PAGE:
H.R. 4157, Paul Hedren and James Carter
Dakota Midday - 07/26/2012
Scott VanderWal, President of the South Dakota Farm Bureau Board of Directors, talks about H.R. 4157, the Preserving America's Family Farms Act. This legislation would prohibit the Department of Labor (DOL) from moving forward on an earlier proposed rule that would have banned kids from doing many everyday chores and jobs on farms and ranches. DOL first proposed these rules in 2011, but after pressure from farmers and ranchers across the nation, DOL rescinded the proposed rule. H.R. 4157 prohibits the Secretary of Labor from finalizing this proposed rule. South Dakota Representative Kristi Noem spoke in support of the legislation.
Paul Hedren joins Dakota Midday to talk about the Black Hills Gold Rush. In 1875, a young man from Pennsylvania joined the Dodge Expedition into the Black Hills of Dakota Territory, from where he penned letters to the Omaha Daily Bee. Not content with accompanying Dodge, Captain Jack returned to the Black Hills in 1876 for a further six months. John Wallace Crawford, who became better known as Captain Jack, wrote a vibrant account of this fascinating time in the American West. His correspondence featured his adventures in the early Black Hills gold rush as he played the parts of reporter, plainsman, scout, and raconteur. Captain Jack informed his readers, in great detail and with an eye for the unusual and intriguing, of the relative merits of the gulches, the vagaries and difficulties of travel in the region, the art of survival in what was essentially wilderness, the hardships of inclement weather, trouble with outlaws, and interactions with American Indians. Captain Jack met and worked with Buffalo Bill Cody and quickly seized the opportunity to scout for Brigadier General George Crook on his Indian campaign. Jack's correspondence from the Starvation March and the fight at Slim Buttes offers detailed and intimate accounts of these dramatic episodes of the Great Sioux War. Award-winning historian Paul Hedren has compiled these almost unknown letters, writing an introduction and essays that place the correspondence in the greater context of the Black Hills Gold Rush and the Great Sioux War.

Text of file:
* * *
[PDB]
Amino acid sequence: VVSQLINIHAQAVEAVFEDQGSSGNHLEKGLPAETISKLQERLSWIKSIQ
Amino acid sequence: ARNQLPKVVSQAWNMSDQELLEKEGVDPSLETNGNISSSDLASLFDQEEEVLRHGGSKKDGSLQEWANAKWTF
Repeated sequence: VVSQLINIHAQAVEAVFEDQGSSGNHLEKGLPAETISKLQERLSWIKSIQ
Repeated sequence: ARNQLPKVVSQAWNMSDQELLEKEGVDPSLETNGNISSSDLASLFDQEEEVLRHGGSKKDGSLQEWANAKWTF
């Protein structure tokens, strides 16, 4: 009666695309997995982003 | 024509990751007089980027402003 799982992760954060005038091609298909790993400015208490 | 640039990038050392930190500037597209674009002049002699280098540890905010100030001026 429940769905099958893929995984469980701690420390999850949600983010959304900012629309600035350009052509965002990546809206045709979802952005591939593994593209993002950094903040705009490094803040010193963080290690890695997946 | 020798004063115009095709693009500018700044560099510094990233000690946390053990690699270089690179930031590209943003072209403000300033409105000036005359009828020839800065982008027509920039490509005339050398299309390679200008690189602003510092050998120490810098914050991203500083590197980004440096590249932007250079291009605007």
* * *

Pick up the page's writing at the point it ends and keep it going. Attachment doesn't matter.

James Carter talks about his passion for the saxophone. Carter is one of the most admired saxophonists of his generation, garnering plaudits for his role in helping propel jazz full tilt into the future over the past twenty-five years. His music is fueled by deep respect and intimate of the jazz tradition. His debut recording, "JC On The Set," released in Japan when Carter was 23 years old heralded the arrival of a significant and powerful new musical force in jazz. Carter performs on the Main Stage of the Sioux Falls Jazz and Blues Festival Saturday evening at 6:00.
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